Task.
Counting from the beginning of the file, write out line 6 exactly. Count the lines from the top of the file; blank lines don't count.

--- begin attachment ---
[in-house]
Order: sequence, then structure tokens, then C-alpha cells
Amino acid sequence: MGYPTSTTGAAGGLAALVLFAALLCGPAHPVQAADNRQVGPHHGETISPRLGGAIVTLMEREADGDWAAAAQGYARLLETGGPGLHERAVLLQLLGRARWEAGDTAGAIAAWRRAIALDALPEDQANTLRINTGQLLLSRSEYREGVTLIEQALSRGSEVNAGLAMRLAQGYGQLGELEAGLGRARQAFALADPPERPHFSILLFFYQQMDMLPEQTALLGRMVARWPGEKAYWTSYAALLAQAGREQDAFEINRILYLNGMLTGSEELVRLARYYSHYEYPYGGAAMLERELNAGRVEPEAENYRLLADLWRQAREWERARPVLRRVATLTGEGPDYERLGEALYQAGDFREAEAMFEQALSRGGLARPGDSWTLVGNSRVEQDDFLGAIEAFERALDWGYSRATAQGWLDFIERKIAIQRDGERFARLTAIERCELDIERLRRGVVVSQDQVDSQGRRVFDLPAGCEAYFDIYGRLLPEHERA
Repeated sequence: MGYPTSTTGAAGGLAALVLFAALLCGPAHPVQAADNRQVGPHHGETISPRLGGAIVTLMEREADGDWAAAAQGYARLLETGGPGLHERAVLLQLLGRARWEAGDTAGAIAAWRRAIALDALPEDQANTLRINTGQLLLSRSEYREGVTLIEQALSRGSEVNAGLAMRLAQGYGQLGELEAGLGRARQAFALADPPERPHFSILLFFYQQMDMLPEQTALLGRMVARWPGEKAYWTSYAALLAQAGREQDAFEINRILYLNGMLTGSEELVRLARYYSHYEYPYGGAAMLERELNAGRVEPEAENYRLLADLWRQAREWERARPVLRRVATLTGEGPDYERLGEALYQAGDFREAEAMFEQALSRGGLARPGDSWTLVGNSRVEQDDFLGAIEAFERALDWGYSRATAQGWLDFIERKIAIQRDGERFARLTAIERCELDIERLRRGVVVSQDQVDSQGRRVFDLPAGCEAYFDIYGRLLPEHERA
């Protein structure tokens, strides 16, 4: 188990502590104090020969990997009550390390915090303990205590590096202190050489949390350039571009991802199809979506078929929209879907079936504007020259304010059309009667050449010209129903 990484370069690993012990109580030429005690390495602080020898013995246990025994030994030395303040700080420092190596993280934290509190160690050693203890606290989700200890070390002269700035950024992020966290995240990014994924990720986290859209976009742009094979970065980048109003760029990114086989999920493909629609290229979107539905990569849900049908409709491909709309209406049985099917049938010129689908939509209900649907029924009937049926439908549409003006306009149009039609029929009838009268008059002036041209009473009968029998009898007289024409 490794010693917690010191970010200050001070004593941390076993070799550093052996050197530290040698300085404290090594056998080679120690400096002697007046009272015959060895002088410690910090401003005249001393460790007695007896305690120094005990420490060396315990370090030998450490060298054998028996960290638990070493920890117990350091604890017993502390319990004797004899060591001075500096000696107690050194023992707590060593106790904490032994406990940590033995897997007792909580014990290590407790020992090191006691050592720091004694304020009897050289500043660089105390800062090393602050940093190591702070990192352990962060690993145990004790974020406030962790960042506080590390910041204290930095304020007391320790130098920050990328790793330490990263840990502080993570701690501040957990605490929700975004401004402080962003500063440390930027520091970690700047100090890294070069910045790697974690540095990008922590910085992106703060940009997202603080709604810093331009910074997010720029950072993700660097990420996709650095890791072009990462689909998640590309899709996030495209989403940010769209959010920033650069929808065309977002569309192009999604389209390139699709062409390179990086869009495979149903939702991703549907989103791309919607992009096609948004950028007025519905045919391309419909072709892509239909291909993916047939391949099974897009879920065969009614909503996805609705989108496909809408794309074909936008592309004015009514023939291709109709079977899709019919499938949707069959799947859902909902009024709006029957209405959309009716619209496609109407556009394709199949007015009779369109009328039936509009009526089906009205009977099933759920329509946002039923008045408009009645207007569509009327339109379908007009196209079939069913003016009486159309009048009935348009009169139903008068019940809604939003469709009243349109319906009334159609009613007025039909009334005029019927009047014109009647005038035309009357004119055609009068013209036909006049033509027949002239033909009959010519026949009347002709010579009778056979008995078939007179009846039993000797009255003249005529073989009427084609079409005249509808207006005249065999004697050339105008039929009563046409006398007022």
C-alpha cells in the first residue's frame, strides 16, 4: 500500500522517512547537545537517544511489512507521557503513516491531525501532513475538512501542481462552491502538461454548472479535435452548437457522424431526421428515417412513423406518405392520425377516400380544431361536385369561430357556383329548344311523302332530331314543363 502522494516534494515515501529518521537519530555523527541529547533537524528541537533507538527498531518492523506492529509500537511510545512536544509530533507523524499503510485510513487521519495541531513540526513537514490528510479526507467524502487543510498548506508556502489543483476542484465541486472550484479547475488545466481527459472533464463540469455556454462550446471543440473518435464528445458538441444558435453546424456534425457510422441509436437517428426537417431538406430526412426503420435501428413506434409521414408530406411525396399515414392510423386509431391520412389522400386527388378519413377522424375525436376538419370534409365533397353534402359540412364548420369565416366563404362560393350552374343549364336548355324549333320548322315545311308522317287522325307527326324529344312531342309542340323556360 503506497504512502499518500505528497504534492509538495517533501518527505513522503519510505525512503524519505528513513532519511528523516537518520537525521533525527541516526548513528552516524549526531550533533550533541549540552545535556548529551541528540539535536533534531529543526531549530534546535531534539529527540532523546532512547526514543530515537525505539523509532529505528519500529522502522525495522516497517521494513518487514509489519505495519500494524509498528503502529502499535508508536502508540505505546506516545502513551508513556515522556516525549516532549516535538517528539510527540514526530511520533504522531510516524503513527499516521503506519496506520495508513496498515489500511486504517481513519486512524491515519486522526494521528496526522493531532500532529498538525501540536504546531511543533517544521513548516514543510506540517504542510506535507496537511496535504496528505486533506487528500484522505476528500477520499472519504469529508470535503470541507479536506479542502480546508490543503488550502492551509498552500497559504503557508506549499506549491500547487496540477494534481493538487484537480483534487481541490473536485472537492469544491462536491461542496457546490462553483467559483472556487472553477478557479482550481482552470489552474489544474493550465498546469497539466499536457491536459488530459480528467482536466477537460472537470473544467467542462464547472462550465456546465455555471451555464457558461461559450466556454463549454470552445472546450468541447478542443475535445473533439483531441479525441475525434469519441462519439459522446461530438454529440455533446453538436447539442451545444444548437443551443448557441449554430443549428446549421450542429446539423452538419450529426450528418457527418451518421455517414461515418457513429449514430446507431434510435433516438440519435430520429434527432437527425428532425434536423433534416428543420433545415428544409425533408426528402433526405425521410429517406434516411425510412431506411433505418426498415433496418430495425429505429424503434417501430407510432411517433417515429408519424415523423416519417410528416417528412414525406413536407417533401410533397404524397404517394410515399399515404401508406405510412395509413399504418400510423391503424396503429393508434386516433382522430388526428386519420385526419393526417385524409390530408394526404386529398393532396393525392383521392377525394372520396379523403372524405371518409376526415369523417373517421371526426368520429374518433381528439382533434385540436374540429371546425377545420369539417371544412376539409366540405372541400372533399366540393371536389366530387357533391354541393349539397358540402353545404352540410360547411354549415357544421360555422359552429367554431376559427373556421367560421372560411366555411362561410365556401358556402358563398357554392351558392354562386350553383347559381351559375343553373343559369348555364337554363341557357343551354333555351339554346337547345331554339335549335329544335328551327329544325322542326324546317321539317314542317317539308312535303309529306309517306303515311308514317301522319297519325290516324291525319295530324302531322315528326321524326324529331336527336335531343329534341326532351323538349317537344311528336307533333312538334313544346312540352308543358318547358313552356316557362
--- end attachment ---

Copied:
C-alpha cells in the first residue's frame, strides 16, 4: 500500500522517512547537545537517544511489512507521557503513516491531525501532513475538512501542481462552491502538461454548472479535435452548437457522424431526421428515417412513423406518405392520425377516400380544431361536385369561430357556383329548344311523302332530331314543363 502522494516534494515515501529518521537519530555523527541529547533537524528541537533507538527498531518492523506492529509500537511510545512536544509530533507523524499503510485510513487521519495541531513540526513537514490528510479526507467524502487543510498548506508556502489543483476542484465541486472550484479547475488545466481527459472533464463540469455556454462550446471543440473518435464528445458538441444558435453546424456534425457510422441509436437517428426537417431538406430526412426503420435501428413506434409521414408530406411525396399515414392510423386509431391520412389522400386527388378519413377522424375525436376538419370534409365533397353534402359540412364548420369565416366563404362560393350552374343549364336548355324549333320548322315545311308522317287522325307527326324529344312531342309542340323556360 503506497504512502499518500505528497504534492509538495517533501518527505513522503519510505525512503524519505528513513532519511528523516537518520537525521533525527541516526548513528552516524549526531550533533550533541549540552545535556548529551541528540539535536533534531529543526531549530534546535531534539529527540532523546532512547526514543530515537525505539523509532529505528519500529522502522525495522516497517521494513518487514509489519505495519500494524509498528503502529502499535508508536502508540505505546506516545502513551508513556515522556516525549516532549516535538517528539510527540514526530511520533504522531510516524503513527499516521503506519496506520495508513496498515489500511486504517481513519486512524491515519486522526494521528496526522493531532500532529498538525501540536504546531511543533517544521513548516514543510506540517504542510506535507496537511496535504496528505486533506487528500484522505476528500477520499472519504469529508470535503470541507479536506479542502480546508490543503488550502492551509498552500497559504503557508506549499506549491500547487496540477494534481493538487484537480483534487481541490473536485472537492469544491462536491461542496457546490462553483467559483472556487472553477478557479482550481482552470489552474489544474493550465498546469497539466499536457491536459488530459480528467482536466477537460472537470473544467467542462464547472462550465456546465455555471451555464457558461461559450466556454463549454470552445472546450468541447478542443475535445473533439483531441479525441475525434469519441462519439459522446461530438454529440455533446453538436447539442451545444444548437443551443448557441449554430443549428446549421450542429446539423452538419450529426450528418457527418451518421455517414461515418457513429449514430446507431434510435433516438440519435430520429434527432437527425428532425434536423433534416428543420433545415428544409425533408426528402433526405425521410429517406434516411425510412431506411433505418426498415433496418430495425429505429424503434417501430407510432411517433417515429408519424415523423416519417410528416417528412414525406413536407417533401410533397404524397404517394410515399399515404401508406405510412395509413399504418400510423391503424396503429393508434386516433382522430388526428386519420385526419393526417385524409390530408394526404386529398393532396393525392383521392377525394372520396379523403372524405371518409376526415369523417373517421371526426368520429374518433381528439382533434385540436374540429371546425377545420369539417371544412376539409366540405372541400372533399366540393371536389366530387357533391354541393349539397358540402353545404352540410360547411354549415357544421360555422359552429367554431376559427373556421367560421372560411366555411362561410365556401358556402358563398357554392351558392354562386350553383347559381351559375343553373343559369348555364337554363341557357343551354333555351339554346337547345331554339335549335329544335328551327329544325322542326324546317321539317314542317317539308312535303309529306309517306303515311308514317301522319297519325290516324291525319295530324302531322315528326321524326324529331336527336335531343329534341326532351323538349317537344311528336307533333312538334313544346312540352308543358318547358313552356316557362